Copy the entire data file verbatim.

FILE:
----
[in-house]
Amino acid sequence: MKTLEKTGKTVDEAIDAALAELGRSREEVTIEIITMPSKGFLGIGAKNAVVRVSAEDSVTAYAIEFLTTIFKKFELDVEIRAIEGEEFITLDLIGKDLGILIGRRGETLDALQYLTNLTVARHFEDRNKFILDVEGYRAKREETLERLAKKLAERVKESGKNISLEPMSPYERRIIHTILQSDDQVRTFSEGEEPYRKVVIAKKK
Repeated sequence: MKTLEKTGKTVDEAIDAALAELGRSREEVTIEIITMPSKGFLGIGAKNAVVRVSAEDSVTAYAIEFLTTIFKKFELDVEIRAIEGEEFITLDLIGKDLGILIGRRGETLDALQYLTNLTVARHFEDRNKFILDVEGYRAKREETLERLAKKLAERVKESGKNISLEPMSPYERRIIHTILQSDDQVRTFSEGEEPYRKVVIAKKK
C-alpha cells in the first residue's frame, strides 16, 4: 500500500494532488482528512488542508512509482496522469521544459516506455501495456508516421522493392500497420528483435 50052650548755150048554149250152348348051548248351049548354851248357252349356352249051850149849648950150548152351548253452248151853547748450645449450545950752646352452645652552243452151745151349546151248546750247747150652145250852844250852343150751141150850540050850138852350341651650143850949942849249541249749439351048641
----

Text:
[in-house]
Amino acid sequence: MKTLEKTGKTVDEAIDAALAELGRSREEVTIEIITMPSKGFLGIGAKNAVVRVSAEDSVTAYAIEFLTTIFKKFELDVEIRAIEGEEFITLDLIGKDLGILIGRRGETLDALQYLTNLTVARHFEDRNKFILDVEGYRAKREETLERLAKKLAERVKESGKNISLEPMSPYERRIIHTILQSDDQVRTFSEGEEPYRKVVIAKKK
Repeated sequence: MKTLEKTGKTVDEAIDAALAELGRSREEVTIEIITMPSKGFLGIGAKNAVVRVSAEDSVTAYAIEFLTTIFKKFELDVEIRAIEGEEFITLDLIGKDLGILIGRRGETLDALQYLTNLTVARHFEDRNKFILDVEGYRAKREETLERLAKKLAERVKESGKNISLEPMSPYERRIIHTILQSDDQVRTFSEGEEPYRKVVIAKKK
C-alpha cells in the first residue's frame, strides 16, 4: 500500500494532488482528512488542508512509482496522469521544459516506455501495456508516421522493392500497420528483435 50052650548755150048554149250152348348051548248351049548354851248357252349356352249051850149849648950150548152351548253452248151853547748450645449450545950752646352452645652552243452151745151349546151248546750247747150652145250852844250852343150751141150850540050850138852350341651650143850949942849249541249749439351048641